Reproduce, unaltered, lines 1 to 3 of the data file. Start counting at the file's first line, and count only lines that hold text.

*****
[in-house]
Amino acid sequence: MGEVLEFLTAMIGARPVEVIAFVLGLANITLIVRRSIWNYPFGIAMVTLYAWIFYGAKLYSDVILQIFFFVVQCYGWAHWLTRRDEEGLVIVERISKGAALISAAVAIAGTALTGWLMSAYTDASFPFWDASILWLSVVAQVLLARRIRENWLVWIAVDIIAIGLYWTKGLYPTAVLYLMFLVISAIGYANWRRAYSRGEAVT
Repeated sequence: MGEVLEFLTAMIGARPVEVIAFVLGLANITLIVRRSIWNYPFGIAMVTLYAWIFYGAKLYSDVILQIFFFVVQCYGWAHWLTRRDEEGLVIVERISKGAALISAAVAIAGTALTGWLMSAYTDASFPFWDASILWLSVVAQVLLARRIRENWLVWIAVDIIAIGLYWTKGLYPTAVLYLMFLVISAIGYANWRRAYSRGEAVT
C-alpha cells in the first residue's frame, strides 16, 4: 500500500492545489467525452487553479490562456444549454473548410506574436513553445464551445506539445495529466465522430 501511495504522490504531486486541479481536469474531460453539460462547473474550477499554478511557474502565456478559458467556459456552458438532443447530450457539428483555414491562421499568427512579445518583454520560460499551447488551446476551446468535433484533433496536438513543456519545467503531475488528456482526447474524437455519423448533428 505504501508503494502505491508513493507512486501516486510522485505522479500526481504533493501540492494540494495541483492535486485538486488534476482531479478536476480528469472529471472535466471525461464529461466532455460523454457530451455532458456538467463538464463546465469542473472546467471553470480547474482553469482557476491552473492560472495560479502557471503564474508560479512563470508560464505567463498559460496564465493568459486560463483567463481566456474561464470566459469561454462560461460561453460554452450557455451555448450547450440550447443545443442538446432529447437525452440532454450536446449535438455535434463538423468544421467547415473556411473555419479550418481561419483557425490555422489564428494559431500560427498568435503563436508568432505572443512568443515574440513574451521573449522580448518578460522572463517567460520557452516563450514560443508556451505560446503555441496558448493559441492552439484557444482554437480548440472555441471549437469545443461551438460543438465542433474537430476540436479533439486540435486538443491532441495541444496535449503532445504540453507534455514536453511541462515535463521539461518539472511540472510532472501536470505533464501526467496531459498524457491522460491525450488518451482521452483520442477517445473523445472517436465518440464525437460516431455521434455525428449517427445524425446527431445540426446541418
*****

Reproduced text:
[in-house]
Amino acid sequence: MGEVLEFLTAMIGARPVEVIAFVLGLANITLIVRRSIWNYPFGIAMVTLYAWIFYGAKLYSDVILQIFFFVVQCYGWAHWLTRRDEEGLVIVERISKGAALISAAVAIAGTALTGWLMSAYTDASFPFWDASILWLSVVAQVLLARRIRENWLVWIAVDIIAIGLYWTKGLYPTAVLYLMFLVISAIGYANWRRAYSRGEAVT
Repeated sequence: MGEVLEFLTAMIGARPVEVIAFVLGLANITLIVRRSIWNYPFGIAMVTLYAWIFYGAKLYSDVILQIFFFVVQCYGWAHWLTRRDEEGLVIVERISKGAALISAAVAIAGTALTGWLMSAYTDASFPFWDASILWLSVVAQVLLARRIRENWLVWIAVDIIAIGLYWTKGLYPTAVLYLMFLVISAIGYANWRRAYSRGEAVT